How would the UK vote in the European election?

Should Britain extend Article 50 for a longer period of time, as is looking extremely likely, the UK would need to take part in elections to the European Parliament in May.

If this does result, Britain would be electing 73 MEPs to represent the entire country, as well as Gibraltar (considered part of South West England in European elections). They are elected using a form of proportional representation, known as the D’Hondt method.

In 2014, at the last election, UKIP came first, winning 24 seats. It was the first time that a party other than the Labour Party or the Conservatives won a national election since 1906.

However, following a number of defections from UKIP, the make-up of Britain’s MEPs has changed considerably since the election.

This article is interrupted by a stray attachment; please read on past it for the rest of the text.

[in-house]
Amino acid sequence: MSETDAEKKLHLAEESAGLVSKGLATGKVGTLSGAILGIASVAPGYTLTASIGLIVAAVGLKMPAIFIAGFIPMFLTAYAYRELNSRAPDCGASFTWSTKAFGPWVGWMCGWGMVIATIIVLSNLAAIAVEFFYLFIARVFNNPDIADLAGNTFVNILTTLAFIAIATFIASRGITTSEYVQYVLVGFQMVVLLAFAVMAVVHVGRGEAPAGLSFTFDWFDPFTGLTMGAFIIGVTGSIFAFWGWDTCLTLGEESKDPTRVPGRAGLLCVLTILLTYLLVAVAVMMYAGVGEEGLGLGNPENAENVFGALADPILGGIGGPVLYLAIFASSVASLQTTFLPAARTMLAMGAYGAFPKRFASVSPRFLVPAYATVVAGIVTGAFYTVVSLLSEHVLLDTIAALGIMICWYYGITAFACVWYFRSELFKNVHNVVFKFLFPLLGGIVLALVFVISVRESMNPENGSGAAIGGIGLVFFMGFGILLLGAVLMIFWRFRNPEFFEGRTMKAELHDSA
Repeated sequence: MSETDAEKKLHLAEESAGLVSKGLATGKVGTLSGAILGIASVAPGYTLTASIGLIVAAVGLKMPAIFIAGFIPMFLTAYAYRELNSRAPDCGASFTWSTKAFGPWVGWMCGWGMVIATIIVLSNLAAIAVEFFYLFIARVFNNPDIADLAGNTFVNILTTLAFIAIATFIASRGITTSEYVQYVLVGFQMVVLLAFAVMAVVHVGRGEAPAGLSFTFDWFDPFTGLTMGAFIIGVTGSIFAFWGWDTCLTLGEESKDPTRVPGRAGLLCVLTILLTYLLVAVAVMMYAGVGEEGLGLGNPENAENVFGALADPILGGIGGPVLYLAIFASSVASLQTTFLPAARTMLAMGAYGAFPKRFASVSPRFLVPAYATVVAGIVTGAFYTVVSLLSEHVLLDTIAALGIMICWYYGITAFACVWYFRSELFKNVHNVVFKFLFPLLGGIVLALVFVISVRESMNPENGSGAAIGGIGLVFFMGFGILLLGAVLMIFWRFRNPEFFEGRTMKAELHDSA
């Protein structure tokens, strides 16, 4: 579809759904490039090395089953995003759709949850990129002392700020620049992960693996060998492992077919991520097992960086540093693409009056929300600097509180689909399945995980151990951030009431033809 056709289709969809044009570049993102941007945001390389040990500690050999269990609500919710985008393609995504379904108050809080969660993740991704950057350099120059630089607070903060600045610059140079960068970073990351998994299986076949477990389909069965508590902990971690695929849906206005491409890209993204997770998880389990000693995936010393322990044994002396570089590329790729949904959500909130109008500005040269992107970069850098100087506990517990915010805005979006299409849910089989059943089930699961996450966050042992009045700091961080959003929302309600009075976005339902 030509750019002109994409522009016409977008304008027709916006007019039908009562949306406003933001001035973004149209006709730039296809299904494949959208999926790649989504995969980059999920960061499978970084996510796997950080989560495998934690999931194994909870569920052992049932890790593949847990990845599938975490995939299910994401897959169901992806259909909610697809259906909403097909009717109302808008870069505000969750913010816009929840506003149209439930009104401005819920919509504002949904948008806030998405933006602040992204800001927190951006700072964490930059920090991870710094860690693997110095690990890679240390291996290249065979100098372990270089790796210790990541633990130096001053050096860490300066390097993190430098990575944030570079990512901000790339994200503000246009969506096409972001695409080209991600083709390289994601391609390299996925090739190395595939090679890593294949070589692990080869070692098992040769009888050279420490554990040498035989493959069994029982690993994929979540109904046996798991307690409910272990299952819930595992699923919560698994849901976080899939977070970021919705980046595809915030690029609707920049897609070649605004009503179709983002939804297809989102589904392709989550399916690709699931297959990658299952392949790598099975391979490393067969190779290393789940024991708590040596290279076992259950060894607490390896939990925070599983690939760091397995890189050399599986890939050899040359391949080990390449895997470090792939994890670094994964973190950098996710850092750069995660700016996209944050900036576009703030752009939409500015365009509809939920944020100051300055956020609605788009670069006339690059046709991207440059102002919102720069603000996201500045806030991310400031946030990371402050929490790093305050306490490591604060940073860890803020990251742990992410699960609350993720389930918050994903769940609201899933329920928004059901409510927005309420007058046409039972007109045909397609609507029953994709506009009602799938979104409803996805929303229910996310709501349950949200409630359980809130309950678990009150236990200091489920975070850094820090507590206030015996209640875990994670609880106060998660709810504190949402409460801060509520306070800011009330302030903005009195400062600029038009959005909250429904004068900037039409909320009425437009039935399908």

So how would people vote if we do end up voting on May 23rd in another European election? Would we be sending, as Nigel Farage has previously claimed, 73 Brexiteer MEPs to Brussels? In short, no.

A poll of just over 2,000 voters last week puts Labour ahead of the Conservatives by one percent, with UKIP some 10 percent down on the last election and in third place. The Liberal Democrats and the SNP would make modest gains in vote share, with the Greens losing about a quarter of their vote from 2014. It is important to bear in mind that the Brexit Party, with notable MEP Nigel Farage, was not included in this poll and this could affect the UKIP and other parties vote share.

In terms of seats, this would see Labour and the Conservatives tied with 25 seats each. UKIP, meanwhile, would lose over half of its MEPs, cut down to 11. The Liberal Democrats would bounce back from their historic low to five seats in the European Parliament, with the SNP also gaining one seat. Meanwhile, the Green Party, following gains in 2014, look set to lose all their seats – 20 years after the first UK Green MEP was elected. Plaid Cymru are expected to see no change in their number of seats.

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